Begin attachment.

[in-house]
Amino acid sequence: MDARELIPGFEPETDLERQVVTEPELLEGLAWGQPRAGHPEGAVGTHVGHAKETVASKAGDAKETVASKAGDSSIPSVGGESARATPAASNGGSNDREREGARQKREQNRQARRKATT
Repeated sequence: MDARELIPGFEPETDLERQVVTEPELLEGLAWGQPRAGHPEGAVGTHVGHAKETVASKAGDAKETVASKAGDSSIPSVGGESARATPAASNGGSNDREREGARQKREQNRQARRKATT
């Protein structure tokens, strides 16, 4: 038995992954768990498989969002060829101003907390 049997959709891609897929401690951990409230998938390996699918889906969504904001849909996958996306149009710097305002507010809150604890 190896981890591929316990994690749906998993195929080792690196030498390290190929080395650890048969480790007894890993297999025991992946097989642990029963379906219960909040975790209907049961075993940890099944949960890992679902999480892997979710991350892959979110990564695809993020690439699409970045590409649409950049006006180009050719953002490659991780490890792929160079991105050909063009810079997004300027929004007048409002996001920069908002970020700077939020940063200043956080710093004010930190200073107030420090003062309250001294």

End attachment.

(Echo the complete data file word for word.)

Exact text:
[in-house]
Amino acid sequence: MDARELIPGFEPETDLERQVVTEPELLEGLAWGQPRAGHPEGAVGTHVGHAKETVASKAGDAKETVASKAGDSSIPSVGGESARATPAASNGGSNDREREGARQKREQNRQARRKATT
Repeated sequence: MDARELIPGFEPETDLERQVVTEPELLEGLAWGQPRAGHPEGAVGTHVGHAKETVASKAGDAKETVASKAGDSSIPSVGGESARATPAASNGGSNDREREGARQKREQNRQARRKATT
């Protein structure tokens, strides 16, 4: 038995992954768990498989969002060829101003907390 049997959709891609897929401690951990409230998938390996699918889906969504904001849909996958996306149009710097305002507010809150604890 190896981890591929316990994690749906998993195929080792690196030498390290190929080395650890048969480790007894890993297999025991992946097989642990029963379906219960909040975790209907049961075993940890099944949960890992679902999480892997979710991350892959979110990564695809993020690439699409970045590409649409950049006006180009050719953002490659991780490890792929160079991105050909063009810079997004300027929004007048409002996001920069908002970020700077939020940063200043956080710093004010930190200073107030420090003062309250001294």